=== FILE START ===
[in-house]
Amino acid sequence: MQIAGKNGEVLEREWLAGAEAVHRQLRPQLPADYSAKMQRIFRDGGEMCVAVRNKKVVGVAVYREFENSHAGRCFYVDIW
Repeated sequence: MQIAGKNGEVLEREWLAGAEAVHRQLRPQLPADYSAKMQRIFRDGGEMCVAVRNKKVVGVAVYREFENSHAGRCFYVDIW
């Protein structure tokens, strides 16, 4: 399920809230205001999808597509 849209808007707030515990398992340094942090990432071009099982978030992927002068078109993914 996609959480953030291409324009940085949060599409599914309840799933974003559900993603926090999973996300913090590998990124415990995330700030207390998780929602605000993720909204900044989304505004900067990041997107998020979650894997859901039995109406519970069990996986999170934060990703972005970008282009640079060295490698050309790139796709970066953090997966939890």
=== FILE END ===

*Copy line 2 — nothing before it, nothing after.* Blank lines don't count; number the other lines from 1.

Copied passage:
Amino acid sequence: MQIAGKNGEVLEREWLAGAEAVHRQLRPQLPADYSAKMQRIFRDGGEMCVAVRNKKVVGVAVYREFENSHAGRCFYVDIW